Abortion Access History and the Current Landscape

For our March 2021 General Meeting; the Political Education Committee reached out to the Socialist Feminist Committee to give an Ed Segment for Women’s History Month. The committee focused on presenting the history of Abortion Access and the current challenges to abortion access.

Here is a link to the chapter’s official fundraiser for Western PA Fund For Choice! https://fund.nnaf.org/team/346586. Likewise consider joining the team as well!

Outside Pittsburgh? Then email socfem@pghdsa.org for advice on how to start your own abortion drive website!

What the FuQ?! Understanding Right Wing Conspiracy Theories

Join the PGH DSA Political Education committee for a short presentation and informal discussion about the sources, nature, and political reality of right-wing conspiracy theories today—most manifestly, Qanon.

(Content Warning: Due to the nature of these conspiracy theories, discussions of anti-Semitic rhetoric, accusations of pedophilia, and other potentially upsetting material will undoubtedly be a part of this presentation and discussion.)

To view slides for the presentation go here and make sure to subscribe to the PGH DSA YouTube Channel!

Letter of support for United Museum Workers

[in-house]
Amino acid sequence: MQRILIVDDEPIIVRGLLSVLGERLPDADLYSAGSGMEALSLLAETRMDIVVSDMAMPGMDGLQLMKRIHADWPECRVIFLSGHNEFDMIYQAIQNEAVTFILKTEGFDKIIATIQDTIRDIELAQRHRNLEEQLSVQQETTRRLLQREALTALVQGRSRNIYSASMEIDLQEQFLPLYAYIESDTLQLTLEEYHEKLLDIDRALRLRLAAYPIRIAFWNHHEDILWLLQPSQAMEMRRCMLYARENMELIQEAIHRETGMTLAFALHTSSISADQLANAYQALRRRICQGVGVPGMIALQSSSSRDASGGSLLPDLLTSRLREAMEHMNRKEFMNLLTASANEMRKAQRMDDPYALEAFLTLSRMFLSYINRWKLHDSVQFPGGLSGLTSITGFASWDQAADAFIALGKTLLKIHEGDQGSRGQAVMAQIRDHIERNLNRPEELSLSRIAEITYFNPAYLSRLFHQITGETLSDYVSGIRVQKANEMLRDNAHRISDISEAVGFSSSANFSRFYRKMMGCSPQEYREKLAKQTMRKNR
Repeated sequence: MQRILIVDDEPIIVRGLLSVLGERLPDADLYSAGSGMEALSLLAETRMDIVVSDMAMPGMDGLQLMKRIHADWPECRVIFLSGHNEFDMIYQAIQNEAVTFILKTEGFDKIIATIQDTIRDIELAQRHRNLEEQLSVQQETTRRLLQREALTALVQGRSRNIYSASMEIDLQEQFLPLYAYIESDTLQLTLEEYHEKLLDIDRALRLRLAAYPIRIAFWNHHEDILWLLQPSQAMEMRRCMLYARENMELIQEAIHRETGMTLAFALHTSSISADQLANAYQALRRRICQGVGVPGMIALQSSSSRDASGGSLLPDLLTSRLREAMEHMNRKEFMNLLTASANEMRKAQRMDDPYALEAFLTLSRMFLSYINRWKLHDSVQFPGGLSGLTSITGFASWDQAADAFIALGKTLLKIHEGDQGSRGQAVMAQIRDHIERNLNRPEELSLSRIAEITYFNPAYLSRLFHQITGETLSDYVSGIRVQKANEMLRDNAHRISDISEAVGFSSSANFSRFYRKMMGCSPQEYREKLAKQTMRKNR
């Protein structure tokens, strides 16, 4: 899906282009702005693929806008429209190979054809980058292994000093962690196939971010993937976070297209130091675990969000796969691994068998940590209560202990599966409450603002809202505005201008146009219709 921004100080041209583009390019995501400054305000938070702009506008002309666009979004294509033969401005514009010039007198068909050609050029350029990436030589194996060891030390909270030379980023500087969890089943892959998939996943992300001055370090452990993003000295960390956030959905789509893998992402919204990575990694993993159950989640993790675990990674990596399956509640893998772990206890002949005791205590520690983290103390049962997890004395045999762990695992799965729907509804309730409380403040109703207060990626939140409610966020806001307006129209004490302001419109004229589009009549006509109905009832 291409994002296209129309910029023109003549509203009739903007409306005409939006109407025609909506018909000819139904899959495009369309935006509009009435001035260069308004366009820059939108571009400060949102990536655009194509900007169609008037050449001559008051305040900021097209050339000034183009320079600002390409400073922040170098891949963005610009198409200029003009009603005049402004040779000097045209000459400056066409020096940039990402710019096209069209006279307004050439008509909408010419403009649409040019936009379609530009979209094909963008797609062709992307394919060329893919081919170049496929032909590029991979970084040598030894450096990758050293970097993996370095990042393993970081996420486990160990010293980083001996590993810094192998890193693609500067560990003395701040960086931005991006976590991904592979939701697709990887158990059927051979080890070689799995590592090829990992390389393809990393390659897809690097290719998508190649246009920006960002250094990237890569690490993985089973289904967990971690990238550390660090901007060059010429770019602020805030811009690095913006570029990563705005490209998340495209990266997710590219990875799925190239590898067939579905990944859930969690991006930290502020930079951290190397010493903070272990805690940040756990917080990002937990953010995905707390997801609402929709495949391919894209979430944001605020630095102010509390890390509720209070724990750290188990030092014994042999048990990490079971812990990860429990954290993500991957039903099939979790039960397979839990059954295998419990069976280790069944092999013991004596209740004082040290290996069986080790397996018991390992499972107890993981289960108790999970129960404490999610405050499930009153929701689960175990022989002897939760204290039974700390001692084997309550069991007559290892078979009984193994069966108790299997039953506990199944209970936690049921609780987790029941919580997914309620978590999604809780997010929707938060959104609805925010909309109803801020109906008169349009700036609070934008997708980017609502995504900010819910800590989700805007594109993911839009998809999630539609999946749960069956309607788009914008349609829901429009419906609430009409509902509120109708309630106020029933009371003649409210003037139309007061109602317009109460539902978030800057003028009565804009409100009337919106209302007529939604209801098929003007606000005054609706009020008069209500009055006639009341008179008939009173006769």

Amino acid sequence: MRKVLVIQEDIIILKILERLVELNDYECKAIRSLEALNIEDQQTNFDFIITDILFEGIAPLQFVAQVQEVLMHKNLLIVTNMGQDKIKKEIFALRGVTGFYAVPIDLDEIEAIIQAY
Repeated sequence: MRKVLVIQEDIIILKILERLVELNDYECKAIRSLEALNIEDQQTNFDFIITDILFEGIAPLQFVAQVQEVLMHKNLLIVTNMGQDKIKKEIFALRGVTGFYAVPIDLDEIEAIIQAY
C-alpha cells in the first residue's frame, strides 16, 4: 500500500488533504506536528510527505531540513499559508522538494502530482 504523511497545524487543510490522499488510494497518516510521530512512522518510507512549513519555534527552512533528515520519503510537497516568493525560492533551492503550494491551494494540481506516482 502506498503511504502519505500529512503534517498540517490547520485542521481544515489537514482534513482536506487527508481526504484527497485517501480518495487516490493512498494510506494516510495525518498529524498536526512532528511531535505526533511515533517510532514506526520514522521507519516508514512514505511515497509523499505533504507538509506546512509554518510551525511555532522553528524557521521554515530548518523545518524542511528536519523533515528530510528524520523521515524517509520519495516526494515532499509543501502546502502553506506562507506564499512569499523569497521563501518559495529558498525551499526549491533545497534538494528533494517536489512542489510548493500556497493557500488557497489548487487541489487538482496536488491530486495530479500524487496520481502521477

On June 20, workers at four of Pittsburgh’s Carnegie Museums announced their campaign to win recognition as the United Museum Workers union. Many in the labor movement associate Andrew Carnegie with violent anti-unionism, and now — only a short distance from the sites of the Homestead Strike and the 1889 Johnstown flood — workers are organizing with United Steelworkers for the right to collectively bargain. 

As socialists, we believe that the union is one of the greatest tools of the working class. We stand in full support of the United Museum Workers. 

Despite their work preserving priceless artifacts, pieces of art and fossils, it is not uncommon that museum workers receive wages of only $8 an hour, and with a schedule short enough that the museum can avoid covering benefits. 

Even as they educate the public, workers face difficulty in developing their own knowledge and professional skills, as management obscures hiring and advancement opportunities.

The pandemic pushed these issues to a breaking point. The museum pleads poverty despite having several large endowments and a Board of Trustees that includes several politicians, UPMC executives, and numerous CEOs. 

It is only appropriate that the museum workers have joined with the United Steelworkers in forming their union. For it is the blood, sweat and exploitation of steelworkers in the late 19th century that funded the creation of the Carnegie Museums. 

The United Museum Workers serve an important role in preserving art, scientific collections and ideas from the past. They are scientists, educators and art handlers. They work as research lab assistants, grant writers and web developers. Visitors see them at the front desks and as event ushers. In all of these roles, they provide crucial education services and inspire people of all communities to take an interest in the world we live in.